Graveyard Shift What Happens to Your Body When You See Another Person Die  

Jeff Richard
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Let's start off with the good news: you have not been shot, or otherwise killed. The bad news? The person next to you wasn't so lucky. This other list covers what's going on with the dead person by your side, but what about you? You just saw someone die. Do you know what happens to you after witnessing death? 

Luck is on your side in the grand scheme of things, but there have been countless stories about the side effects of witnessing a shooting or other event of similarly traumatic effect. There are psychological effects, ones that linger for a lifetime. Stress, nightmares, mood swings are all long-term concerns after witnessing murder. And then there's the short term stuff, the panic, hyperventilating, tunnel vision, and slowing of time. 

Read on to learn about recovering from seeing death.

Your Mind Perceives Time as Slowing Down


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Photo:  Warner Bros

There's a brief pocket of time after you witness someone die during which the mind tries to process what happened. The same goes for hearing a gunshot, if you're involved in a shooting. As a result, your brain perceives that moment in time as slower than normal. 

According to "Deadly Force Encounters: What Cops Need to Know to Mentally and Physically Prepare for and Survive a Gunfight," published by Dr. Alexis Artwohl and writer Loren Christensen in 1997, 63% of those who survived shootings said  "events seemed to be taking place in slow motion and seemed to take longer to happen than they really did."

There's a Good Chance You Will Immediately Dissociate Yourself


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Photo:  A24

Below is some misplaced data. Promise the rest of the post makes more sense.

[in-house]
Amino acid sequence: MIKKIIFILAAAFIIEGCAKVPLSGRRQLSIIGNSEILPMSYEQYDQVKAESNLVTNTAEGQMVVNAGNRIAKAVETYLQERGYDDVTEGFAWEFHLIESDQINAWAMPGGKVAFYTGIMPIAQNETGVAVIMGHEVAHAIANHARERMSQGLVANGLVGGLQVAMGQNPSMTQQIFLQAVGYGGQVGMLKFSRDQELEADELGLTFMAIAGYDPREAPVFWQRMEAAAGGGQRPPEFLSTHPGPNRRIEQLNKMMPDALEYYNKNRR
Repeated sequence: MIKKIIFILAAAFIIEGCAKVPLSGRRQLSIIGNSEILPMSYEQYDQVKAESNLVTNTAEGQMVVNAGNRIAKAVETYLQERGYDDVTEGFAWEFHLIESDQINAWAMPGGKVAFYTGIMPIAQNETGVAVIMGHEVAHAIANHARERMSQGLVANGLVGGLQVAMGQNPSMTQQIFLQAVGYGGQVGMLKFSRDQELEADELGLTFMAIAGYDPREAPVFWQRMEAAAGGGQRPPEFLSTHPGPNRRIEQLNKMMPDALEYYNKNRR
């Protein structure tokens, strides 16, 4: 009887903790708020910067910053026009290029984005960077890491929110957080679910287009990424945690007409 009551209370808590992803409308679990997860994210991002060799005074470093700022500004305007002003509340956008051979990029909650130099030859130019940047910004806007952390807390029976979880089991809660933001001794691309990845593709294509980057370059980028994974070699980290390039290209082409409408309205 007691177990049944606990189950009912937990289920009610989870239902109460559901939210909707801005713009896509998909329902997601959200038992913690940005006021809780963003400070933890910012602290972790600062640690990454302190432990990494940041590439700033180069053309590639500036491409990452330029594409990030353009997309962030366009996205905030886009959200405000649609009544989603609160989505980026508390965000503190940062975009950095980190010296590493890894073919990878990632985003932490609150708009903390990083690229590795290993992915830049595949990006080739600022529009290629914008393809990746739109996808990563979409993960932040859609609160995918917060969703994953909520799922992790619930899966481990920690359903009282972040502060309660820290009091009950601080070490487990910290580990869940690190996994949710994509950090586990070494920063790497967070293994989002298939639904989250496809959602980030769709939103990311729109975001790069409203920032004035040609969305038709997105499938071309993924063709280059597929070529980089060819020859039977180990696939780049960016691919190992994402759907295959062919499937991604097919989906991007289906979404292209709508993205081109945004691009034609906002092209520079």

Described by Stanford psychiatry professor Keith Humphreys as a "psychological form of self-protection," the act of dissociating from the realities of witnessing death is common. As Humphreys describes, in a frank discussion on the time he and his wife saw someone get plowed over by speeding cars on the freeway, in the immediate aftermath of witnessing violent death, the mind tends to "recoil," which dulls the senses as shock sets in. 

Your Skin Goes Pale as a Result of Shock


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Photo:  Open Road Films

The primary effect of sudden shock is the rapid loss of blood pressure. In the case of witnessing another person's death, fear kicks in quickly, which results in blood leaving the skin and heading straight for the muscle arteries as a way to compensate. This leaves your skin extremely pale, due to the lack of blood circulating through it. 

You May Experience a Sudden Loss of Motor Skills


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Photo:  Disney

The sudden loss of motor skills in the wake of witnessing a murder or violent death is fairly common. This phenomenon is known as non-medical shock, and occurs because the anxiety surging through your body affects your brain, making it difficult for your mind to relay signals to the rest of your body that it's fight-or-flight time.